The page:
Here is Stott being thoroughly taken apart by someone who really does know his stuff, Paul Homewood.
Naturally, of course, Stott focuses on the current UK heatwave, noting that it is similar to 1976.
While we await the eventual outcome, what is absolutely clear so far is that daily temperatures were far higher in 1976. This is really a serious omission from a supposedly impartial scientist.
So far this summer, the highest CET daily max temperature has been 28.6C, with just three days over 28C.
In contrast, in 1976 temperatures reached 33.2C, the all-time record, and there were 18 days over 28C in June and July alone.
While it was consistently hot in June this year, the month only ranked 18th warmest on CET, with the warmest June as long ago as 1846.
There is little evidence therefore of anything unprecedented about the weather we have had so far this summer.
There’s more where this came from. As Homewood shows, Stott is wrong on U.S. temperatures too. And the Arctic.
Incidentally, this thing we’re experiencing now feels very much like the “Barbecue Summer” that the Met Office predicted in 2009 — the one that turned out to be a washout because it’s super-duper computer models were actually pretty rubbish.
Like NASA and NOAA, the UK Met Office parted company with honest science quite some time ago, in favour of climate activism.
The Met Office gets very upset when you point this out, as I did here at some length. If its reputation really matters that much to it, perhaps it should consider sticking to its day job — weather forecasting — and leave the climate activism to paid stooges like that bald palaeopiezometrist chap that the Grantham Institute employs to harass sceptical journalists.
Back to my original point: yes this summer has been delightfully dry and hot; yes the summer of ’76 was also delightfully dry and hot.
But what about all the summers in between those 42 years. What about them eh?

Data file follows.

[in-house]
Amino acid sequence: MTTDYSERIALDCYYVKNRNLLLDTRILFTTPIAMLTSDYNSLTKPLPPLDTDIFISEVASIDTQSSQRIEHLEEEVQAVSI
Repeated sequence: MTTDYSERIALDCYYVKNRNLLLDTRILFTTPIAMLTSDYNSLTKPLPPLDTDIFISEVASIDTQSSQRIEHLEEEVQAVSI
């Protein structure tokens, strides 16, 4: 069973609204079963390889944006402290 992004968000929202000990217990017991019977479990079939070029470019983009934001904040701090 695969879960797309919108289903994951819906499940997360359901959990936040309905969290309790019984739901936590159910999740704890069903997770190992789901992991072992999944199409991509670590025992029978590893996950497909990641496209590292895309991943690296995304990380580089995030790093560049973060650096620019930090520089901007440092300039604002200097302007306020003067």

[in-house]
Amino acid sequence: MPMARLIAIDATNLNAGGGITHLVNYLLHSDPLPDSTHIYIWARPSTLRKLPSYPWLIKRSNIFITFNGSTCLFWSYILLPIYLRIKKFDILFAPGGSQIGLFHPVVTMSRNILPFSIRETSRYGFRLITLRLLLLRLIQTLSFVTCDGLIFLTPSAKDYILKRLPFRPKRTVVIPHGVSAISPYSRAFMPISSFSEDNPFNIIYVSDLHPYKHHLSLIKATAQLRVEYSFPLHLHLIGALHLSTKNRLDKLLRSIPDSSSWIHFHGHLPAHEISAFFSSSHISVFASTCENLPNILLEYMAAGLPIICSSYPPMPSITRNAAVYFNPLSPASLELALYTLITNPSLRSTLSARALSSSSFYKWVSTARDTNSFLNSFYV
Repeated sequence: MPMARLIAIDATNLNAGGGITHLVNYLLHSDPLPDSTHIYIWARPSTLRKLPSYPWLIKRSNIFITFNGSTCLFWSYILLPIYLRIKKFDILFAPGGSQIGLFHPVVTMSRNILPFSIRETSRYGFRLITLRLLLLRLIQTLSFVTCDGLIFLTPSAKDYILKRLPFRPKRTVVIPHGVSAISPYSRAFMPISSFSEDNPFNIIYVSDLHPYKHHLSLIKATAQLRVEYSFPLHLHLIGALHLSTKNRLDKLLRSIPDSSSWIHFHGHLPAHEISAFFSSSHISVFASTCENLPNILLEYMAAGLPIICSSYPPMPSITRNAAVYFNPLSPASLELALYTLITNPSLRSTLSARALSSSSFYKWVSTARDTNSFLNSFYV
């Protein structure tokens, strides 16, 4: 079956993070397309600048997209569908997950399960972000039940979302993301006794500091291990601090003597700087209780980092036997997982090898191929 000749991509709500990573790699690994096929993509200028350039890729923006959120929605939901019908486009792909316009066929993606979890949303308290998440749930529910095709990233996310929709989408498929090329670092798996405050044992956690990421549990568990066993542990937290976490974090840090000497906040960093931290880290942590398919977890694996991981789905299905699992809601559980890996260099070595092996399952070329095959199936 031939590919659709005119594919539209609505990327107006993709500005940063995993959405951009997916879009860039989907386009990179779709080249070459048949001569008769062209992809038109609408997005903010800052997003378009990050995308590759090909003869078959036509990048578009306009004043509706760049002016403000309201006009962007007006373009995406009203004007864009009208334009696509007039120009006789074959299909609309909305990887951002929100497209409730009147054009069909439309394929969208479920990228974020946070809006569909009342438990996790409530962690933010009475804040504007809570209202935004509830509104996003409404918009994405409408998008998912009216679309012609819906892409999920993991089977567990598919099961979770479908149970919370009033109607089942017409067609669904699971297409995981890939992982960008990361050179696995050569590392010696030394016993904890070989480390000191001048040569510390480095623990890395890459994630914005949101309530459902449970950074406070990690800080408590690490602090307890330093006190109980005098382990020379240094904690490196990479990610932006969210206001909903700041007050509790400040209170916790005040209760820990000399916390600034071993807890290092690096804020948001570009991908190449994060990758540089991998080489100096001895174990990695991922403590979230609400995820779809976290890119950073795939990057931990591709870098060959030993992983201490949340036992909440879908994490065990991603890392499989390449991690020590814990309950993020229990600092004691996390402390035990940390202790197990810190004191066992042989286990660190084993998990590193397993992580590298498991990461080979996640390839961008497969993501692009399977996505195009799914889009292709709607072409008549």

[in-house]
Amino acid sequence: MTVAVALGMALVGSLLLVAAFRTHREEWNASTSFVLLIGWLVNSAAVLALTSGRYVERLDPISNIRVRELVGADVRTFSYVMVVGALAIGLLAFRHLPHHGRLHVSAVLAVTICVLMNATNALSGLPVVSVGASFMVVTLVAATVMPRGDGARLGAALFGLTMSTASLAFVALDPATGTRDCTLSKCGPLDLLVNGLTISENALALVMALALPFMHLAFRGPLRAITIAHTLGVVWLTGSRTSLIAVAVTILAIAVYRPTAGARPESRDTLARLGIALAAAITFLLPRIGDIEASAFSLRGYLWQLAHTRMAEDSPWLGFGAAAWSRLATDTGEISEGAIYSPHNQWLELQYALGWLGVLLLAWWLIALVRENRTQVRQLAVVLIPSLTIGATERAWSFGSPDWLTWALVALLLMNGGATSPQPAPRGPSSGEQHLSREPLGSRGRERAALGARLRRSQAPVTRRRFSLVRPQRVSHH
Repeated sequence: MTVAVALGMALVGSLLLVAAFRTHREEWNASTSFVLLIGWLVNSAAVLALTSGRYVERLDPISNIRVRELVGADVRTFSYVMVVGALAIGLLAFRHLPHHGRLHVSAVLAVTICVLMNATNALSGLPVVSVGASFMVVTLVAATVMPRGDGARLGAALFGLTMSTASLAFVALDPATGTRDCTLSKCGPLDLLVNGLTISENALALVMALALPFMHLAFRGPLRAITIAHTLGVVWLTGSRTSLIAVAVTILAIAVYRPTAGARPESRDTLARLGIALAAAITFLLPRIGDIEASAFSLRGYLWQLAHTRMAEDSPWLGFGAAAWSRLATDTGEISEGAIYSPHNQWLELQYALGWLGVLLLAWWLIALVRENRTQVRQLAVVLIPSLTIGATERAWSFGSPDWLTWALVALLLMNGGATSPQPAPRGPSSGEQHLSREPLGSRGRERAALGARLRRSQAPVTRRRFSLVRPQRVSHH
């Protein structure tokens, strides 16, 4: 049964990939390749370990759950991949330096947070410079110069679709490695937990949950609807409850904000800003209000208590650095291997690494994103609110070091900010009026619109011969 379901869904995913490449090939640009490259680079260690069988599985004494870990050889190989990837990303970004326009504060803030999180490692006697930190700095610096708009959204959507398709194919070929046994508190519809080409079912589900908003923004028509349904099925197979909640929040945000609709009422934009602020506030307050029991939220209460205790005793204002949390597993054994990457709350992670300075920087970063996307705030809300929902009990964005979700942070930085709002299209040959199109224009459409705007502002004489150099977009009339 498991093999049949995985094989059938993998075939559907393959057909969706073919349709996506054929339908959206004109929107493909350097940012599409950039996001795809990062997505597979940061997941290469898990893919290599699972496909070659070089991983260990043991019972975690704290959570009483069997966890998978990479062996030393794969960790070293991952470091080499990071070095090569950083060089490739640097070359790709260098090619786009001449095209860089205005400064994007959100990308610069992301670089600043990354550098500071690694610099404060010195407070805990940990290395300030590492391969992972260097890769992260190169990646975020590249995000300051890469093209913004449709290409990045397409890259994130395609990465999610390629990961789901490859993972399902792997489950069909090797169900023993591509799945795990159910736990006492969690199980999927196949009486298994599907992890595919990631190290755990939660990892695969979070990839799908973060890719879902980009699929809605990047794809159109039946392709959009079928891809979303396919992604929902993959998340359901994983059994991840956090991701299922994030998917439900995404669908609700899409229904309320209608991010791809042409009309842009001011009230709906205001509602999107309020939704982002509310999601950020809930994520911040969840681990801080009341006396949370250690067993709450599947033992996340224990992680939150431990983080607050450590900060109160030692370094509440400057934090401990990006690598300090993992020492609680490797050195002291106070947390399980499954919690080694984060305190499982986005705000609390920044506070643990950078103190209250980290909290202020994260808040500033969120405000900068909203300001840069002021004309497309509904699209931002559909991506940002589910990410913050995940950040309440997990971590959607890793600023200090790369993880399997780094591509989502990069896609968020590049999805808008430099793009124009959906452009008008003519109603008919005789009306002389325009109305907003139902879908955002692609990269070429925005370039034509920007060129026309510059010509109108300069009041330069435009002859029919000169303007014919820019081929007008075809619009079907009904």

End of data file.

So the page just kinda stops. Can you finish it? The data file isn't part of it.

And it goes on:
To put it another way, if one hot summer is damning proof of global warming, then what conclusion are we to draw from the 40 odd summers which were just kind of meh? Are we just supposed to ignore them because they don’t suit the alarmist narrative?
Well presumably that’s what they’d like us to do, all those Stotts and Harrabins and Bienkovs and Allens and Leggetts — saddoes so bound up and defined by their doomsday Weltanschauung that their only use for a balmy summer is as alarmist tragedy porn.
But I really don’t think we should let them get away with it. By all means let them eat themselves up with their weird, misanthropic obsession, but don’t ever let us allow their problem to become our problem.
It did rather sadden me when an old friend and longtime fellow climate sceptic emailed me the other day to ask: “Do you think maybe they’re right about global warming after all?”
No, I don’t think they’re right.
Indeed, it’s not even that just that I don’t think that they are right. I know they are not right.
Before this long hot summer began, there was no credible real-world evidence that man-made carbon dioxide is causing the planet to warm in a dangerous and/or unprecedented way.
And the fact that we’ve had a nice spell of lovely weather lately hasn’t changed that fact one jot.
Sorry green nutters, but you’re on the own. I hope you go on having a horrible summer because it’s what you deserve. Me, I’m off for a swim…